The Nigerian legislature passes laws each year but the judiciary gets to interpret only a few. The Asset Management Corporation Act 2010 and the Freedom of Information Act 2011 were passed to prevent systemic risk in the Nigerian banking sector and ensuring Nigerians have access to information in the government’s custody respectively. The Federal High Court has finally determined certain issues arising from these laws and given much needed guidance in the interpretation of the relevant provisions of these laws.
- Obi & Sons v Access Bank & AMCON. Suit No: FHC/IB/CS/99/2014 &
- Obi & Sons v First Bank & AMCON. Suit No: FHC/IB/CS/100/2014
- Obi & Sons “A.Obi” sued commercial banks and the Asset Management Corporation Of Nigeria “AMCON” in respect of disputes arising from loans it took from the commercial banks. A. Obi alleged misrepresentation and fraud on the part of the banks and also alleged that AMCON did not conduct required due diligence in purchasing the loan. A.Obi sought to restrain AMCON from recovering the loan.
AMCON - through its counsel Tonbofa Ashimi - prayed the Court, to strike out its name from the suit based on the provisions of Sections 42 and 43 of the AMCON Act which state that AMCON must be served with a pre-action notice prior to commencing the Suit and that AMCON cannot be liable for the claims made against the bank from whom it purchased the loan. A.Obi claimed to have served pre-action notice on AMCON through a courier company and provided the receipt of payment to the courier company. It did not provide the delivery note from the courier company. The Court held that since there was no delivery note, there was no evidence that pre-action notice was served on AMCON. On Section 43, the Court agreed with AMCON and held that since A.Obi’s claims on misrepresentation were against the banks, AMCON could not be held liable. The Court also held that A.Obi does not have the locus standi (standing to sue) to argue that AMCON did not follow required due diligence in purchasing the loan. The Court struck out AMCON’s name from the suit.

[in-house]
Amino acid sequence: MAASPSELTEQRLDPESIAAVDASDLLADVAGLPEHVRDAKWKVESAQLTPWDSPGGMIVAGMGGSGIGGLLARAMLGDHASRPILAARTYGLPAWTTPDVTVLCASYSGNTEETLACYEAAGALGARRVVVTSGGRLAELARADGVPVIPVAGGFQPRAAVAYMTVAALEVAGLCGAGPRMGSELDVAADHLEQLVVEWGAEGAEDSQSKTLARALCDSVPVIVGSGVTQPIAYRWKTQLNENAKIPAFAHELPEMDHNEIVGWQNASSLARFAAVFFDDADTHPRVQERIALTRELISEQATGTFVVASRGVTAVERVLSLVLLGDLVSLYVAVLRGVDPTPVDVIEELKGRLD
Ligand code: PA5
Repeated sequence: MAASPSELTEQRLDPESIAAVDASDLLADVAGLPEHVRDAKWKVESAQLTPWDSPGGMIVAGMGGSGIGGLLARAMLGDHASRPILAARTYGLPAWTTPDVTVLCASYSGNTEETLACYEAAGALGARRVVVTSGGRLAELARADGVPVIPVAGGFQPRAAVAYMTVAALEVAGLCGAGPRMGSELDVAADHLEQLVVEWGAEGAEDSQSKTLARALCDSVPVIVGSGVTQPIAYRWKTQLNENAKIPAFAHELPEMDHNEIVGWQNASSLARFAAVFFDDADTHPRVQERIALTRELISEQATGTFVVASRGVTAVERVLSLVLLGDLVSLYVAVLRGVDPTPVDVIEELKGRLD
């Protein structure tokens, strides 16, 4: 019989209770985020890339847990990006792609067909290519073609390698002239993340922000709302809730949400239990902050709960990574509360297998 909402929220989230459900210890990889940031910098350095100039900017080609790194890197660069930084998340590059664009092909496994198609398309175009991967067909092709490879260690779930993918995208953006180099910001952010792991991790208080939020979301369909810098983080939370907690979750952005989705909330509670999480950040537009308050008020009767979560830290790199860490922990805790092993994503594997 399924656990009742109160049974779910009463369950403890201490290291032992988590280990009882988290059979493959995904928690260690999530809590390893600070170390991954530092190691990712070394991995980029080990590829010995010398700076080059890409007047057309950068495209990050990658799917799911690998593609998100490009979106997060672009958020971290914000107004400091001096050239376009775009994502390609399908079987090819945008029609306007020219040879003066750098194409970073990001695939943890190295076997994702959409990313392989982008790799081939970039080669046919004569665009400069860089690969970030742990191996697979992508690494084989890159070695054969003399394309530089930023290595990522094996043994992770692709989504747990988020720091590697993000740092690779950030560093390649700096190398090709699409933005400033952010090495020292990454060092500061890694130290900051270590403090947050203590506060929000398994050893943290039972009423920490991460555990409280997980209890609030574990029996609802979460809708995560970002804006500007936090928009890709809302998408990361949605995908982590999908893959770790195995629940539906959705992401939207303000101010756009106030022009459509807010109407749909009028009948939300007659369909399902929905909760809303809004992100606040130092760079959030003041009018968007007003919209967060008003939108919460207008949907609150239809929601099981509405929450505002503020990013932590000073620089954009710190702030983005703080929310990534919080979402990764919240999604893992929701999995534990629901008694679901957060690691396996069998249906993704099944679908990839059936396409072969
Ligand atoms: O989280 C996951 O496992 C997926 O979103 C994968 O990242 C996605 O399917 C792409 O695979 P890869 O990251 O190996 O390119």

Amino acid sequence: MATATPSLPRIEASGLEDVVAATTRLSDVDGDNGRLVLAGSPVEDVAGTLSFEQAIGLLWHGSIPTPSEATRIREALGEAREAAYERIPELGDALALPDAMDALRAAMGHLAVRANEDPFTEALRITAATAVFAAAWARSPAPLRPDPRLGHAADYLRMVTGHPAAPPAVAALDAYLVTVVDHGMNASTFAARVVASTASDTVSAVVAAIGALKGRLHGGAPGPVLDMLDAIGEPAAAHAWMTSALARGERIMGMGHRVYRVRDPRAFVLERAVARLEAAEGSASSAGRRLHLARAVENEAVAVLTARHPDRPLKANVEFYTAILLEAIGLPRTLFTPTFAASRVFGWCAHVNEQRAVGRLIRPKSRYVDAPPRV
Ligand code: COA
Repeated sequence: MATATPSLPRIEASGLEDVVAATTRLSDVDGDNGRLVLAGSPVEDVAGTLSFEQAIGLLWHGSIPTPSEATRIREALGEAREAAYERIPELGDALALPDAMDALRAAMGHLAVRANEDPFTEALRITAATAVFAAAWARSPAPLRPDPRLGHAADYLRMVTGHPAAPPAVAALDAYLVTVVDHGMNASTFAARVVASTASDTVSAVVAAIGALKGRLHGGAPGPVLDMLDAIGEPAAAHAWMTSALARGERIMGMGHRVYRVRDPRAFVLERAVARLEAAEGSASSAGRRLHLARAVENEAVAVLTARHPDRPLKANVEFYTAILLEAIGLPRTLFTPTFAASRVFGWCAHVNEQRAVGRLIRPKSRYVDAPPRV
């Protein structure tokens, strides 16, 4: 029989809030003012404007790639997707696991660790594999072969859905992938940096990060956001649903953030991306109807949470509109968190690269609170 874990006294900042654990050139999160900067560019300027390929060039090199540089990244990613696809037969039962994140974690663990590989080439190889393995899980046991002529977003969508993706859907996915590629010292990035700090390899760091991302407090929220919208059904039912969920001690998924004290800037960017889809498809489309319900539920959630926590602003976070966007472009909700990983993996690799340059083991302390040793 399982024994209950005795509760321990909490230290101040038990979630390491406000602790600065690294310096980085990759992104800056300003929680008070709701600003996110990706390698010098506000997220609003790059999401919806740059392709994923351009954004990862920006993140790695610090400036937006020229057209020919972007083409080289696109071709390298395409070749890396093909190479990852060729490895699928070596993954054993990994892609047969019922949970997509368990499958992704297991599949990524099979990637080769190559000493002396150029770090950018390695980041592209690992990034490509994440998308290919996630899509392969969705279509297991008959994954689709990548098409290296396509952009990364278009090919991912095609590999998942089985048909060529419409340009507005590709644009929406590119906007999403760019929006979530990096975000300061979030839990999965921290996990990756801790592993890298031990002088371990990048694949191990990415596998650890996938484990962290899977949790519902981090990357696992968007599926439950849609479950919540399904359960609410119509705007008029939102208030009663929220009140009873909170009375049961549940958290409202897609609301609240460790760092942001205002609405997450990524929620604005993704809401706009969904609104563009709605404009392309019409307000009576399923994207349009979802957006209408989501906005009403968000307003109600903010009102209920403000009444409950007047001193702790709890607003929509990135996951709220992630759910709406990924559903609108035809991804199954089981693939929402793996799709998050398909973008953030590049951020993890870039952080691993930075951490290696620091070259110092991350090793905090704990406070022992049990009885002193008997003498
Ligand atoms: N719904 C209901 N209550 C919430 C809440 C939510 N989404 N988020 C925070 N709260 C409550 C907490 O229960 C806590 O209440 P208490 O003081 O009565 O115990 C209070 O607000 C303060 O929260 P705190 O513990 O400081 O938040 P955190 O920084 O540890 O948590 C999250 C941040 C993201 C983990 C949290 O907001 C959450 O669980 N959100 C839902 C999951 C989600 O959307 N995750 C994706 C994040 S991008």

Osuagwu v NERC. Suit No. FHC/ABJ/CS/462/15
Osuagwu sued the Nigerian Electricity Regulatory Commission “NERC” based on the Freedom of Information Act 2011 “FOI Act” claiming that NERC refused to give him access to its records, which include: records of electricity licensed companies, beneficiaries of welfare from NERC and queries as to NERC’s reason for taking certain decisions.
NERC - through its counsel Tonbofa Ashimi – argued that its refusal to provide these records were based on the exemptions provided in the FOI Act which, amongst others, mandate the regulator from revealing details that belong to 3rd parties, will affect the commercial positions of such 3rd parties or where such 3rd parties benefited from welfare or education schemes. NERC also informed the Court that the queries as to the reasons for its decisions where akin to Osuagwu attempting to audit NERC, a power which the FOI Act does not provide.
Osuagwu argued that the NERC’s refusal was not covered by the exemptions and urged the Court to order NERC to grant him the access requested.
The Court agreed with NERC and held that NERC’s refusal was covered by the exemptions of the FOI Act. The Court dismissed the suit against NERC.
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